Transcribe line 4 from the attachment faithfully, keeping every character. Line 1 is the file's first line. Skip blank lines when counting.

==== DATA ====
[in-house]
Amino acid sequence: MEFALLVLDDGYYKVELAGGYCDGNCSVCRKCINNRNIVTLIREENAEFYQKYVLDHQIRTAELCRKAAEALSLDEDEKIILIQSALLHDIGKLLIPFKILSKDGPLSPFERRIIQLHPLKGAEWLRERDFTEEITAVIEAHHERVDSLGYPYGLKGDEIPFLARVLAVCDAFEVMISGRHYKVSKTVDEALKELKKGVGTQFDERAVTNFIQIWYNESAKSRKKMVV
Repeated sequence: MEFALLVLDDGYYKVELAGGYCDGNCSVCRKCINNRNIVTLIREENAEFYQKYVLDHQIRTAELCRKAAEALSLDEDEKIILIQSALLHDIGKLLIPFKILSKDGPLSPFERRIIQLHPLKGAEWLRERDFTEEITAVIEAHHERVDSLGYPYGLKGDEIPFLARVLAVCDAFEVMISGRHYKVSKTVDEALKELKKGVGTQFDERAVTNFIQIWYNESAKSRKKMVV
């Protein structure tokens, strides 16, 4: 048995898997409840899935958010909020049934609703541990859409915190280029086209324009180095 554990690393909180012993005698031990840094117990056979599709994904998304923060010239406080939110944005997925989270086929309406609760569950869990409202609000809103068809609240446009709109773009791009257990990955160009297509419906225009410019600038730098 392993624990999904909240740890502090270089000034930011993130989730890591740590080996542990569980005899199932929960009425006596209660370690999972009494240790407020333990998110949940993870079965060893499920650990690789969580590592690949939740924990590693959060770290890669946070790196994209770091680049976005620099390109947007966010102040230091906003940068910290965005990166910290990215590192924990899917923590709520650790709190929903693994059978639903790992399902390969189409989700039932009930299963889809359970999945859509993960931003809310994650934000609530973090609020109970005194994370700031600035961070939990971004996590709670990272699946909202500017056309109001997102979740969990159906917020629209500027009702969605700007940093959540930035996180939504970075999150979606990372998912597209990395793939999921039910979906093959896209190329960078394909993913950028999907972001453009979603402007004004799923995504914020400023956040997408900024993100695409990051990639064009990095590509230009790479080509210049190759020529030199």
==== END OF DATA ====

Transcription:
């Protein structure tokens, strides 16, 4: 048995898997409840899935958010909020049934609703541990859409915190280029086209324009180095 554990690393909180012993005698031990840094117990056979599709994904998304923060010239406080939110944005997925989270086929309406609760569950869990409202609000809103068809609240446009709109773009791009257990990955160009297509419906225009410019600038730098 392993624990999904909240740890502090270089000034930011993130989730890591740590080996542990569980005899199932929960009425006596209660370690999972009494240790407020333990998110949940993870079965060893499920650990690789969580590592690949939740924990590693959060770290890669946070790196994209770091680049976005620099390109947007966010102040230091906003940068910290965005990166910290990215590192924990899917923590709520650790709190929903693994059978639903790992399902390969189409989700039932009930299963889809359970999945859509993960931003809310994650934000609530973090609020109970005194994370700031600035961070939990971004996590709670990272699946909202500017056309109001997102979740969990159906917020629209500027009702969605700007940093959540930035996180939504970075999150979606990372998912597209990395793939999921039910979906093959896209190329960078394909993913950028999907972001453009979603402007004004799923995504914020400023956040997408900024993100695409990051990639064009990095590509230009790479080509210049190759020529030199």